6. " Ways of knowing operate differently in personal and shared knowledge." Assess this claim.
Good luck to all of you submitting n September 2016!
Thursday, December 3, 2015
‘It’s gone viral!’ is a common enough expression in the 21st
century world of digital mania, in which ideas and experiences are disseminated,
verified and shared through various social media. But can we apply the same metaphor to ‘knowledge’? A virus is many things: uncomfortable,
potentially fatal and, above all, contagious.
If we graft the metaphor of natural selection onto the metaphoric use of
the idea of a virus, what insights can we generate?
Very simply put, a virus needs a ‘vector’ or host and like any reproductive organism, it uses the host to replicate itself. The contagious part ensures that the cycle of replication continues…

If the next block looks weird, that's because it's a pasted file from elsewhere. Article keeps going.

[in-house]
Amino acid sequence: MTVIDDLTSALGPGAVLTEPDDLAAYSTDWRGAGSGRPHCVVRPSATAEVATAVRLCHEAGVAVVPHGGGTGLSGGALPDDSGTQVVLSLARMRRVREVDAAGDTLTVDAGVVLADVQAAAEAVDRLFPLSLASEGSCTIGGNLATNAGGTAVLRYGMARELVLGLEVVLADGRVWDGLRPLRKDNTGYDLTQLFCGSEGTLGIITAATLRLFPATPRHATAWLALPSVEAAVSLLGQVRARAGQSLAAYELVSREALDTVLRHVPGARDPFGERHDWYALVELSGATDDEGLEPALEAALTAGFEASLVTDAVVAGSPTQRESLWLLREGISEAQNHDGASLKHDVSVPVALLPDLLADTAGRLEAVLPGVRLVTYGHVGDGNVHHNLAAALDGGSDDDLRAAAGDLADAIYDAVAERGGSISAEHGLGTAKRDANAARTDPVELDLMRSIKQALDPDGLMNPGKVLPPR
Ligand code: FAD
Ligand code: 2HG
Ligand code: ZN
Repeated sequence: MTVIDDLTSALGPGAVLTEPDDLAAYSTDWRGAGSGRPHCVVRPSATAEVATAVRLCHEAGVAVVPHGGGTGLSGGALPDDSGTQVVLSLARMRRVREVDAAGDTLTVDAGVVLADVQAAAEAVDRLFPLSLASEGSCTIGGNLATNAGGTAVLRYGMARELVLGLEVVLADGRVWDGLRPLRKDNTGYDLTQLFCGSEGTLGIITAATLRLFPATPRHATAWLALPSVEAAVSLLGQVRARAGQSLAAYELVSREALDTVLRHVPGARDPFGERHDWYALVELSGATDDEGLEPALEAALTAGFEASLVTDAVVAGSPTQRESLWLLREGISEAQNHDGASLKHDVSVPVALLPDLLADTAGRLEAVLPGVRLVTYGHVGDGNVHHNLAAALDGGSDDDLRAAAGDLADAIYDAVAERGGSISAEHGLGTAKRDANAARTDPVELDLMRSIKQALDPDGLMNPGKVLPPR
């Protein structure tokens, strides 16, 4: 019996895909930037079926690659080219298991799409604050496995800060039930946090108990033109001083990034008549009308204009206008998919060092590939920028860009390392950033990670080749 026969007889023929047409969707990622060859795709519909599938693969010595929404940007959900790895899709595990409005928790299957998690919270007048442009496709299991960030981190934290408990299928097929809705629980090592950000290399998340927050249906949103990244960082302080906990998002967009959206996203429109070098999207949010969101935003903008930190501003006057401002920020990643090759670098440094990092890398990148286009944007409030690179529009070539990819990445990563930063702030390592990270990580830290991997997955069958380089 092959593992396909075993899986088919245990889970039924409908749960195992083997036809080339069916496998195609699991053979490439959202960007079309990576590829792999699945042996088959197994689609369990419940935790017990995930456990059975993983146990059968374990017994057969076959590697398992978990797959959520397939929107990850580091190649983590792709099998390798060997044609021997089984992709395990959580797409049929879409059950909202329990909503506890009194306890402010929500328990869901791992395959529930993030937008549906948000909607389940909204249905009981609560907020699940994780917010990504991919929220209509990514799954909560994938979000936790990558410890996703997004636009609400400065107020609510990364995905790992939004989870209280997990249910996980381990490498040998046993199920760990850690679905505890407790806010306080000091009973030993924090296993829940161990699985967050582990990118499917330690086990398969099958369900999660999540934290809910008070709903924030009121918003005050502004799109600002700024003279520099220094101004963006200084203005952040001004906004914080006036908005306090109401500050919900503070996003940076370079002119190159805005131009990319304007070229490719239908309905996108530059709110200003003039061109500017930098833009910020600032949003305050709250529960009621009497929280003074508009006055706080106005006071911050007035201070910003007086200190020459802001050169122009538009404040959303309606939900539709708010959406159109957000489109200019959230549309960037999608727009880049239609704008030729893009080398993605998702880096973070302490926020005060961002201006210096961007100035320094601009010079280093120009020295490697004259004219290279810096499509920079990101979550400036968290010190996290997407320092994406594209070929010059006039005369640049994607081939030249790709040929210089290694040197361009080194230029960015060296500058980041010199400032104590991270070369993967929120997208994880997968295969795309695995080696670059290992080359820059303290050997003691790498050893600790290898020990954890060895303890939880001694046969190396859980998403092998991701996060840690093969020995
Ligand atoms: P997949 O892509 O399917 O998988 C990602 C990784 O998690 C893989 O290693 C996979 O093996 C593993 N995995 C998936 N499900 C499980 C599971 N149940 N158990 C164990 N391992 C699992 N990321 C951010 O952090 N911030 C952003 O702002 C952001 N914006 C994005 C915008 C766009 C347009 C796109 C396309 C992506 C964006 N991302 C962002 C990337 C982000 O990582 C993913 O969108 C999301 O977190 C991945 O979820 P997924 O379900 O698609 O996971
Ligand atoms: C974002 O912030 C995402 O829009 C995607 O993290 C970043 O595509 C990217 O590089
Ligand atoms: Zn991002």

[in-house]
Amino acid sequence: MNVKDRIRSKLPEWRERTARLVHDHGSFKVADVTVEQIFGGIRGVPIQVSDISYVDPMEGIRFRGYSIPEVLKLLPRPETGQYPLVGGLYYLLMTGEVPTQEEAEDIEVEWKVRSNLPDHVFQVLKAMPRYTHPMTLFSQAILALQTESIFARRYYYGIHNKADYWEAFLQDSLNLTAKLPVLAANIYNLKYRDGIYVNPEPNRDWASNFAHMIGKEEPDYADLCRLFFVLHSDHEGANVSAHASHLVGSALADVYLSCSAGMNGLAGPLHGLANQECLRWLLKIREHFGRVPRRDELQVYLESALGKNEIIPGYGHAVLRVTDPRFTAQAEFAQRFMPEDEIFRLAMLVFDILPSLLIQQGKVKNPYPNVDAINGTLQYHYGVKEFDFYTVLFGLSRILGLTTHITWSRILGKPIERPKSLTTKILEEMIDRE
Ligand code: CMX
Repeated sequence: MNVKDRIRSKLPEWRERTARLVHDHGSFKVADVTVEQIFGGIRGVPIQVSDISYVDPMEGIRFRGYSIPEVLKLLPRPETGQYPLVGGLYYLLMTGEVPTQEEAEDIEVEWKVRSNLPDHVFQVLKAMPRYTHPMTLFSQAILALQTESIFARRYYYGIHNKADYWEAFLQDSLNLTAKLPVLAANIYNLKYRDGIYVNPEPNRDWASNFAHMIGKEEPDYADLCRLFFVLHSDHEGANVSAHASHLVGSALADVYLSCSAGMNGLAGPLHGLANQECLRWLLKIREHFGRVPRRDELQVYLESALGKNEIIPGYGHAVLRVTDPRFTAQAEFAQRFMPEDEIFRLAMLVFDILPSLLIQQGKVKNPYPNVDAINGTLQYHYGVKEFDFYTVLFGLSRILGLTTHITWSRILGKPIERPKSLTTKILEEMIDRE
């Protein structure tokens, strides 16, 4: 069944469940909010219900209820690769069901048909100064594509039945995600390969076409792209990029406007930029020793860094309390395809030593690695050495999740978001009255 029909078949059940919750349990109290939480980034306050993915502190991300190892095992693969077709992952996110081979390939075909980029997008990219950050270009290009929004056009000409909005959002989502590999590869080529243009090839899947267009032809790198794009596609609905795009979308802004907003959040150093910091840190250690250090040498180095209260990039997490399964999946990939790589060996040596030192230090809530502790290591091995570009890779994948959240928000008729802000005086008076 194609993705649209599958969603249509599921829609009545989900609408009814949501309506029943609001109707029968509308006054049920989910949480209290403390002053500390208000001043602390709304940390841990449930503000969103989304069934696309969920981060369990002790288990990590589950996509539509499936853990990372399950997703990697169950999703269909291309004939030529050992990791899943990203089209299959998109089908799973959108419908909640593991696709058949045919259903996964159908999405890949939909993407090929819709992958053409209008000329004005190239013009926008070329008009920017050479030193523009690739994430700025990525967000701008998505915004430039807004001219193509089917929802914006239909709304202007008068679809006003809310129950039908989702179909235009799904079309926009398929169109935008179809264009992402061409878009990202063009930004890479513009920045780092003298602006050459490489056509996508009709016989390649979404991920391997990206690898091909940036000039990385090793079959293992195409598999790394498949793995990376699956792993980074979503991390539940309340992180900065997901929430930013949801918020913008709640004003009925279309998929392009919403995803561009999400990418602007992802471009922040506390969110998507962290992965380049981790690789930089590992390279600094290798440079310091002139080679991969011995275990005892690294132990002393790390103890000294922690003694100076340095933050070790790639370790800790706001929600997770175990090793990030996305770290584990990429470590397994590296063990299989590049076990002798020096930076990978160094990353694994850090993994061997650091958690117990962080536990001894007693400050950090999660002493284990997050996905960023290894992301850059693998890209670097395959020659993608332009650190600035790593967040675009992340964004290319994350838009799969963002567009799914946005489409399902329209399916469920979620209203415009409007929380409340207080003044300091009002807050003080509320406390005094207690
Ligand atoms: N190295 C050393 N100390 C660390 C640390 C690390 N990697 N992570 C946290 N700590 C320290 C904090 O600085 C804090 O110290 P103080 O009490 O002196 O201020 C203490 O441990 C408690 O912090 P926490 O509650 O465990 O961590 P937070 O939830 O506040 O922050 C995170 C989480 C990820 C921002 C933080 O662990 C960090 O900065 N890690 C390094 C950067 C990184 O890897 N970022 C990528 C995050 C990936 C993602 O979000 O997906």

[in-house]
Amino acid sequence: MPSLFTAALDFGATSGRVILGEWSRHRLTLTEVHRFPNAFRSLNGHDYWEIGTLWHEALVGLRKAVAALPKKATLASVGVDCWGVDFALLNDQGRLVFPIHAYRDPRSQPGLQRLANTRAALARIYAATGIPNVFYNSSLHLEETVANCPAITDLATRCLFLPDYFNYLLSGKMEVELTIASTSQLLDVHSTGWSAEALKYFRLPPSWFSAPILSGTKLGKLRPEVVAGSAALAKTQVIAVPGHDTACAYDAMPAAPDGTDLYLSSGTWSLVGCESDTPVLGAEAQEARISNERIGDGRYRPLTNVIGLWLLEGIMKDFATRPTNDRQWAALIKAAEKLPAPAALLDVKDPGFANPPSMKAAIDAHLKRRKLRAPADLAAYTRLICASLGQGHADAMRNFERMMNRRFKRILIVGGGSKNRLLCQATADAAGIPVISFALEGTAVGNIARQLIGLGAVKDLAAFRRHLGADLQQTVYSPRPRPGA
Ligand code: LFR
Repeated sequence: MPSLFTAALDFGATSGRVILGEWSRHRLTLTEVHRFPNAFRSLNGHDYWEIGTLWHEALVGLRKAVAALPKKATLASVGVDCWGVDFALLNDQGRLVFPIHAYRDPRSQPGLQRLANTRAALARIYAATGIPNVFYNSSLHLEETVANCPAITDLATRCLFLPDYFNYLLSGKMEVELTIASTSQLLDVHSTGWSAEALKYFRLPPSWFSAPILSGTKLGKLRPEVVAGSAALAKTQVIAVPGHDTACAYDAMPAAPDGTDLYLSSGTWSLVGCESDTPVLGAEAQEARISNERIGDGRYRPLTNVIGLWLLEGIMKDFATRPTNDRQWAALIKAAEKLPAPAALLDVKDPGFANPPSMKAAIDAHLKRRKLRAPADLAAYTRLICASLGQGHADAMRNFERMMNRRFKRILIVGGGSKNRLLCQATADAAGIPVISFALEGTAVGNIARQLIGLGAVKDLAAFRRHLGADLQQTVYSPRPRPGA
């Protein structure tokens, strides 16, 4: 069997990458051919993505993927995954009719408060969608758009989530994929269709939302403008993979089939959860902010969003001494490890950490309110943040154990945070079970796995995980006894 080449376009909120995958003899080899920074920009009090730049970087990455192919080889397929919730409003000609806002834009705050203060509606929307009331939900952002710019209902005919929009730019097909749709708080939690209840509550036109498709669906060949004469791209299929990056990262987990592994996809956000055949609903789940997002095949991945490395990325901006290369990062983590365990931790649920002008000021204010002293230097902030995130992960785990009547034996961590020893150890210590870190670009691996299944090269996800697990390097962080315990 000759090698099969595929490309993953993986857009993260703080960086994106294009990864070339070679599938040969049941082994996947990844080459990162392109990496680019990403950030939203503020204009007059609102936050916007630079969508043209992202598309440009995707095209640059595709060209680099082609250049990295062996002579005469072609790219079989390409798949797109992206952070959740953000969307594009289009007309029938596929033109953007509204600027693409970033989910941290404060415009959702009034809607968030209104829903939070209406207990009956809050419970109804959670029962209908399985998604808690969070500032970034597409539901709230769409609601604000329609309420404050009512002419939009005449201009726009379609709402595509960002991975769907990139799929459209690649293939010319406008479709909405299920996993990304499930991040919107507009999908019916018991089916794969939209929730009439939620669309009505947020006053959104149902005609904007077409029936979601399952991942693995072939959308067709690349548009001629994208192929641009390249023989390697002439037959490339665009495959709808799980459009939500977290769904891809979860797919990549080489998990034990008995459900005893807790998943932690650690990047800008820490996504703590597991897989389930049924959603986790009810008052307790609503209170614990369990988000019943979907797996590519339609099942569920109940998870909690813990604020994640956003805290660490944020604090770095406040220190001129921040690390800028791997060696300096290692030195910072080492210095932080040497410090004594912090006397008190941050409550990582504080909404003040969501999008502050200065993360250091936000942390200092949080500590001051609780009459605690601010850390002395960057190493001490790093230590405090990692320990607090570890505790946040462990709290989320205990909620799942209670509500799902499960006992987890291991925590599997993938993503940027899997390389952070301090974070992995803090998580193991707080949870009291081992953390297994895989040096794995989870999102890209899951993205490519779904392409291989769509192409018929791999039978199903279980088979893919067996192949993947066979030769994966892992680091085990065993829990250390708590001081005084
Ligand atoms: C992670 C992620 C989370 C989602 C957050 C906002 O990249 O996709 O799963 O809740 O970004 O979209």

But what makes the virus resistant and ensures its survival? Like with any organic species, it must have a ‘survival value’, a trait or quality that is selected for by nature that allows it to adapt to its changing environment. In the case of a viral cell, it appears this trait is its ‘ability’ both to merge so fully with its host cell and to mutate so quickly, that it often resists detection by our immune system or other lines of defence like drugs.
What of knowledge then? It can be uncomfortable and potentially fatal, but contagious? It seems odd to describe knowledge as something that infects us, but surely the mechanism that ensures the survival of some knowledge at the expense of other knowledge works in the same ‘evolutionary’ manner.